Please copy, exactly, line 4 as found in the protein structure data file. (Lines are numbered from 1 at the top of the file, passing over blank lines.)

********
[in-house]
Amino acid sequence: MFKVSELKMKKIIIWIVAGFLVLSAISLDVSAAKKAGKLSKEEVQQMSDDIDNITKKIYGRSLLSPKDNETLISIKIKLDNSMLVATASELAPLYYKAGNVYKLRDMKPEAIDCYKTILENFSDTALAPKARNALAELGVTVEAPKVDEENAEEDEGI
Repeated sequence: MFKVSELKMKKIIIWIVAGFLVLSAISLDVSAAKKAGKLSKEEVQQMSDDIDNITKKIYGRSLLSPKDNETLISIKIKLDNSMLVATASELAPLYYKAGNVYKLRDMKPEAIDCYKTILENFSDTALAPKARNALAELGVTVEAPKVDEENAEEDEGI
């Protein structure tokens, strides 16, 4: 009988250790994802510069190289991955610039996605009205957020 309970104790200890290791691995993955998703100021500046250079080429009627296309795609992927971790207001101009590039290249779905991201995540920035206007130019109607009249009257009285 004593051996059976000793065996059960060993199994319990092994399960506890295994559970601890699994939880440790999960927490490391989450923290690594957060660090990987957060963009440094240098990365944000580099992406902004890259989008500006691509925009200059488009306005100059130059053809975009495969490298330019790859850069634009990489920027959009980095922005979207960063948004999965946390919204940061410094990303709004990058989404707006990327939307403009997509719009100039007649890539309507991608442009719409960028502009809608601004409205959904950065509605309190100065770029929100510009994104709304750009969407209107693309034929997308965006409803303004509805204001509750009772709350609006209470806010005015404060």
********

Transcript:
């Protein structure tokens, strides 16, 4: 009988250790994802510069190289991955610039996605009205957020 309970104790200890290791691995993955998703100021500046250079080429009627296309795609992927971790207001101009590039290249779905991201995540920035206007130019109607009249009257009285 004593051996059976000793065996059960060993199994319990092994399960506890295994559970601890699994939880440790999960927490490391989450923290690594957060660090990987957060963009440094240098990365944000580099992406902004890259989008500006691509925009200059488009306005100059130059053809975009495969490298330019790859850069634009990489920027959009980095922005979207960063948004999965946390919204940061410094990303709004990058989404707006990327939307403009997509719009100039007649890539309507991608442009719409960028502009809608601004409205959904950065509605309190100065770029929100510009994104709304750009969407209107693309034929997308965006409803303004509805204001509750009772709350609006209470806010005015404060």